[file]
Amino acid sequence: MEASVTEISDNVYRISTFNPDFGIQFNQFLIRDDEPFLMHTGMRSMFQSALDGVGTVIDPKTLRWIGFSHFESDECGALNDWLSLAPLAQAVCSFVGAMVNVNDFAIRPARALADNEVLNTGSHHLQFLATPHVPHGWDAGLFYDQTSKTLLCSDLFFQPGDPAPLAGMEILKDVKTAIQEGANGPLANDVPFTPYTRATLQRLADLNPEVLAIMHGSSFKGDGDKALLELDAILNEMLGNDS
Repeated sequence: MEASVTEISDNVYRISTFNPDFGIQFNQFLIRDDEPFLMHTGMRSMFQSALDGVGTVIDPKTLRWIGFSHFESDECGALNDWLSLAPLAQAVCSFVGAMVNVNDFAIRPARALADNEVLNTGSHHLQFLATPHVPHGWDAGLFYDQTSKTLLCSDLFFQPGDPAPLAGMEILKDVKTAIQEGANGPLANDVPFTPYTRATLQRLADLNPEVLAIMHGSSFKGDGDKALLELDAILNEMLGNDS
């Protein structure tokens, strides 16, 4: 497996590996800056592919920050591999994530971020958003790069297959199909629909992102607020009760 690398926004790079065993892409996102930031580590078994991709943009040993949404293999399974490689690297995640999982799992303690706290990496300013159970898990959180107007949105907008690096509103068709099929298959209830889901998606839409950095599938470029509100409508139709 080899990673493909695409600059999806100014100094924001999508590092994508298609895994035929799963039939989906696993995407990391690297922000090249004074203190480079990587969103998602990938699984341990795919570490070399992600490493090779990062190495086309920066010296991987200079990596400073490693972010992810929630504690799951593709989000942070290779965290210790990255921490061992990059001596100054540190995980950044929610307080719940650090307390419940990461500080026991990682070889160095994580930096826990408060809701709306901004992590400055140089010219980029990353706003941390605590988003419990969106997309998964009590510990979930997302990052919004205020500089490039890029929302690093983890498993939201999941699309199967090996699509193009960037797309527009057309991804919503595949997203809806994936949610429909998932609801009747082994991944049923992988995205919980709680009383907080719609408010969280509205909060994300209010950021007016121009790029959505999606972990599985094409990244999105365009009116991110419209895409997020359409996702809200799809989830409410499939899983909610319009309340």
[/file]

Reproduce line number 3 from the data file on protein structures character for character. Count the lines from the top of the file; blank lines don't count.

């Protein structure tokens, strides 16, 4: 497996590996800056592919920050591999994530971020958003790069297959199909629909992102607020009760 690398926004790079065993892409996102930031580590078994991709943009040993949404293999399974490689690297995640999982799992303690706290990496300013159970898990959180107007949105907008690096509103068709099929298959209830889901998606839409950095599938470029509100409508139709 080899990673493909695409600059999806100014100094924001999508590092994508298609895994035929799963039939989906696993995407990391690297922000090249004074203190480079990587969103998602990938699984341990795919570490070399992600490493090779990062190495086309920066010296991987200079990596400073490693972010992810929630504690799951593709989000942070290779965290210790990255921490061992990059001596100054540190995980950044929610307080719940650090307390419940990461500080026991990682070889160095994580930096826990408060809701709306901004992590400055140089010219980029990353706003941390605590988003419990969106997309998964009590510990979930997302990052919004205020500089490039890029929302690093983890498993939201999941699309199967090996699509193009960037797309527009057309991804919503595949997203809806994936949610429909998932609801009747082994991944049923992988995205919980709680009383907080719609408010969280509205909060994300209010950021007016121009790029959505999606972990599985094409990244999105365009009116991110419209895409997020359409996702809200799809989830409410499939899983909610319009309340």